Risk factors for Age-related Macular Degeneration in a Greek population: The Thessaloniki Eye Study

Eleftherios Anastasopoulos, Anna Bettina Haidich, Anne Louise Coleman, M. Roy Wilson, Alon Harris, Fei Yu, Archimides Koskosas, Theofanis Pappas, Christina Keskini, Pelagia Kalouda, Georgia Karkamanis, Fotis Topouzis

Research output: Contribution to journalArticlepeer-review

2 Scopus citations

Abstract

Purpose: To assess the association of potential risk factors with early and late age-related macular degeneration (AMD) in the Thessaloniki Eye Study (TES) population Design: Population-based, cross-sectional study of subjects over age of 60 living in Thessaloniki, Greece Methods: Subjects without any AMD features and subjects with early and late AMD (neovascular AMD or geographic atrophy) were identified in the TES cohort using standardized procedures and masked grading of stereo color fundus photos. Demographic, lifestyle, systemic and other ophthalmic covariates were also collected during a detailed examination process. Their association with AMD was investigated using univariate and multivariate adjusted logistic regression models. Results: Among the 2108 participants with gradable photos, the grading process identified 1204 subjects with no AMD, 848 subjects with early AMD, and 56 subjects with late AMD (24 with geographic atrophy and 32 with neovascular AMD). In multivariate analysis, compared to no AMD, late AMD was positively associated with older age (OR:1.16; 95%CI:1.10–1.22 per year of age), current smoking (smoking vs. never smoking, OR:2.34; 95%CI:1.12–4.90), prior cataract surgery (cataract surgery vs. no cataract surgery OR:2.06; 95%CI:0.96–4.40), marital status (divorced/separated vs. married, OR:3.10; 95%CI:1.08–8.93) and with 60% lower odds when sleeping in the afternoon (yes vs. no, OR:0.40; 95%CI:0.22–0.72). Early AMD was positively associated with older age (OR: 1.03; 95%CI:1.01–1.05 per year of age) and negatively with higher pulse pressure (OR:0.99; 95%CI:0.98–0.99 per mmHg). Conclusions: In TES, apart for well-known risk factors for AMD like age, smoking, and cataract surgery, two novel behavioral risk factors for prevalent late AMD were suggested. Sleeping in the afternoon was associated with 60% decreased odds for late AMD and 67% decreased odds for neovascular AMD. Being divorced/separated compared to married was associated with 3-fold higher odds for late AMD. Large longitudinal population-based studies will be necessary to further establish the potential late AMD risk effects of these two novel factors, to demonstrate potential implications of underlying pathogenetic mechanisms, and to explore preventive measures and therapeutic targets.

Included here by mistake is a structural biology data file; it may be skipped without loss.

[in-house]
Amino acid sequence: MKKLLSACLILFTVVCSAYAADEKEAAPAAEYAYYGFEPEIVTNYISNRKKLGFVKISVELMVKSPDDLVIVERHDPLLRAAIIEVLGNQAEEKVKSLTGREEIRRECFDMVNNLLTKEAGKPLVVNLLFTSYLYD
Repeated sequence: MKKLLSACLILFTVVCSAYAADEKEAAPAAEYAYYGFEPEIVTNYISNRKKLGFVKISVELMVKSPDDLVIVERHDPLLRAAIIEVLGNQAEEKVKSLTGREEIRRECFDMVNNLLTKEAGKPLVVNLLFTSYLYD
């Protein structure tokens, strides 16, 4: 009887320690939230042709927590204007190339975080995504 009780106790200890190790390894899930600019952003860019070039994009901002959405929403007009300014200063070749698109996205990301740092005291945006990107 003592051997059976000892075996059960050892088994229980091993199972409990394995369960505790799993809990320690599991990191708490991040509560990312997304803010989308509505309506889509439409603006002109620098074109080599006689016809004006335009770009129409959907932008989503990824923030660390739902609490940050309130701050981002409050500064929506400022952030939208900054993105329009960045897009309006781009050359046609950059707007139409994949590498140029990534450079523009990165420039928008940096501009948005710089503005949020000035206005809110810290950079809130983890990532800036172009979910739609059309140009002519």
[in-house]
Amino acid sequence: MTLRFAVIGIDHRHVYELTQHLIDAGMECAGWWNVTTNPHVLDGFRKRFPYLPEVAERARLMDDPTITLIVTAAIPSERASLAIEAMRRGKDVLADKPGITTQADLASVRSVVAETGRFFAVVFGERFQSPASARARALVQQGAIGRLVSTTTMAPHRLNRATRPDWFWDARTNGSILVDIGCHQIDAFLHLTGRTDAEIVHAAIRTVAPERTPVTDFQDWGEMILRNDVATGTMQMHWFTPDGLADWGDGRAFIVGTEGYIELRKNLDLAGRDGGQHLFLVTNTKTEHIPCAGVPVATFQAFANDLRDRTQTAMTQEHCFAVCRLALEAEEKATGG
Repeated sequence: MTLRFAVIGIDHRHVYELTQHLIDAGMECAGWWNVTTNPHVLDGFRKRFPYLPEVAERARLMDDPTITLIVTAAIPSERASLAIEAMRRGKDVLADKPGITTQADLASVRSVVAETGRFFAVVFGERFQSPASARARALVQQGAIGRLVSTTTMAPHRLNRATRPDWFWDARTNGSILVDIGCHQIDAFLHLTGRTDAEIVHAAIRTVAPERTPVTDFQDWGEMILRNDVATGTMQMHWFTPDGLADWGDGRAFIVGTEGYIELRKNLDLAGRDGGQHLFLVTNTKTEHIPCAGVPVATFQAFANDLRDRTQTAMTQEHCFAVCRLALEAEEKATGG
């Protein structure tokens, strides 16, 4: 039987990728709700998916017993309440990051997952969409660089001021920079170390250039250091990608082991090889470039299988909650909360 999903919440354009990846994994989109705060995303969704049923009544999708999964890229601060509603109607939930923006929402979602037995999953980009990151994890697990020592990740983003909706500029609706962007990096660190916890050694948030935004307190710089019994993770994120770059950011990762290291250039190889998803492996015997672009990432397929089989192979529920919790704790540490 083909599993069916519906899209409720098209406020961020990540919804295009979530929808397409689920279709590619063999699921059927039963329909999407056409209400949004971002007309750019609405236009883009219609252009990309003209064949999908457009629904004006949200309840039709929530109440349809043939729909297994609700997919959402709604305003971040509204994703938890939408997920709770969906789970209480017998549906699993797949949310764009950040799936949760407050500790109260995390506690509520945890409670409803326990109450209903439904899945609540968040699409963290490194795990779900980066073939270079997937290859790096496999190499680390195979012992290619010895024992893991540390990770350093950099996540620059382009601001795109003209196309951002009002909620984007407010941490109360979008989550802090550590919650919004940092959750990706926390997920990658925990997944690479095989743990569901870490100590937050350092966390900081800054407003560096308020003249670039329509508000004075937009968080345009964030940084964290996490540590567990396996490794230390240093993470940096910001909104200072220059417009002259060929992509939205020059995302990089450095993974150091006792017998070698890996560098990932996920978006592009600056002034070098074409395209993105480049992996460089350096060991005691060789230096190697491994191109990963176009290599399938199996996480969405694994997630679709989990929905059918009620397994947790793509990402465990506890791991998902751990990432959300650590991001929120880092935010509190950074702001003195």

Original languageEnglish (US)
Pages (from-to)457-469
Number of pages13
JournalOphthalmic Epidemiology
Volume25
Issue number5-6
DOIs
StatePublished - Nov 2 2018

Keywords

  • Age-related macular degeneration
  • Greek population
  • Thessaloniki Eye study
  • afternoon nap
  • risk factors

ASJC Scopus subject areas

  • Epidemiology
  • Ophthalmology

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